A small number of selected cases may benefit from surgery for peritoneal mesothelioma and this is performed in a specialist centre. It is called complete Cytoreduction Surgery (CRS). Hyperthermic Intraperitoneal Chemotherapy (HIPEC, heated chemotherapy) is sometimes put in the abdominal space at the same time as the surgery. The aim of the surgery is to remove all of the visible disease. Palliative tumour “debulking” surgical procedures can be done to relieve symptoms where complete CRS is not indicated.
Some treatments are available through clinical trials. Ask your consultant or specialist nurse for information. A clinical trial is a research study designed to evaluate new or existing treatments. People who enter a clinical trial are among the first to receive new treatments before they become widely available. Because this research often leads to improved treatments, clinical trials play a key role in advancing the treatment for mesothelioma. You can also find more information in the clinical trials section.
What is the national peritoneal mesothelioma MDT?
To assist in the diagnosis and treatment of cancer, hospitals have teams of doctors and nurses, each with their own areas of expertise, who work together to try and provide the best care for patients.
These are known as Multi-Disciplinary Teams (MDTs). These teams are made up of Consultant doctors, radiologists, pathologists, oncologists (doctors who treat cancers using chemotherapy and radiotherapy), surgeons and specialist nurses. These teams meet regularly to discuss the cases of individual patients, with confirmed or suspected mesothelioma, to agree on the likelihood of the diagnosis being correct, on the stage of the disease and best treatment strategy. The wishes of the patient are taken into close consideration when treatment plans are discussed. Following MDT discussion, treatment options will be explained to the patient and referrals will be made as necessary.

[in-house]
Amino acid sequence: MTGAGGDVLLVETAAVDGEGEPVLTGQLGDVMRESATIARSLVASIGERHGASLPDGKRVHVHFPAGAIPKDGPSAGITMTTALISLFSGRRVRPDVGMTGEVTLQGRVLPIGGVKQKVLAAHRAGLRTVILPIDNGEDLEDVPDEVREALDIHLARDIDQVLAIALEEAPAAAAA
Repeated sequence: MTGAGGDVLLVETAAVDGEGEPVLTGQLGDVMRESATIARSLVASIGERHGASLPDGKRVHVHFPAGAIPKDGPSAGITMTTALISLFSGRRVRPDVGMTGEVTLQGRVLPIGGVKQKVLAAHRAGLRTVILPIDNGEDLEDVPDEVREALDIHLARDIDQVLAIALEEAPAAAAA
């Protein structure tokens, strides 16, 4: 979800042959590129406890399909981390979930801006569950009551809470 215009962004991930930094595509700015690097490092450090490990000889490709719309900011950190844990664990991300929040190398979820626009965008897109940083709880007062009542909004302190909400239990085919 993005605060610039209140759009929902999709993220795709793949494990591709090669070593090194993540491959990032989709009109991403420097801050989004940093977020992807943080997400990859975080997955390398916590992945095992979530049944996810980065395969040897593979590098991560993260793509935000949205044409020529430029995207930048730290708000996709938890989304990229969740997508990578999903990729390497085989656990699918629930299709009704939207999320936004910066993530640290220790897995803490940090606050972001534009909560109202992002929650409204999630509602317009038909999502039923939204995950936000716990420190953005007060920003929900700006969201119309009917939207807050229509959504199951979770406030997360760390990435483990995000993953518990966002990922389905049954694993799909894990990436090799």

There is a national peritoneal MDT at Basingstoke Hospital, Hampshire that meets monthly. Mesothelioma UK funds a peritoneal nurse specialist who attends this MDT. Please contact the Mesothelioma UK Freephone Information line for information about how cases can be referred to the peritoneal MDT.
What support is available?
Receiving a diagnosis of mesothelioma can be a frightening and overwhelming time for both the patient and their loved ones. There are a range of support services available.
For clinical advice about treatments or symptoms please call our Freephone Support Line on 0800 169 2409 to speak to a mesothelioma clinical nurse specialist.
Many local areas have dedicated patient support groups, often run by local Asbestos Support Groups. Find the group nearest to you here. The groups offer benefits advice, support and often meet on a regular basis.
For benefits advice, either contact your local support group, or if you are in Leicester or Newcastle, Mesothelioma UK funds specialist advisors in both areas. You can contact the Mesothelioma UK specialist benefits advisor on our Freephone Support Line on 0800 169 2409.
If you were a member of the armed forces and would like to speak to someone about the effects that might have on your benefits, please call the Freephone Support Line on 0800 1692409.
If you are seeking legal advice around compensation, Mesothelioma UK has a panel of legal firms that are experts in dealing with mesothelioma cases. More information can be found here.
In addition to the local support groups that are open to patients with all types of mesothelioma, there is a virtual peritoneal mesothelioma support group that meets each month. This group is run by the peritoneal nurse specialist, Samantha Westbrook. Please email her at Samantha.email@example.com to join the meeting.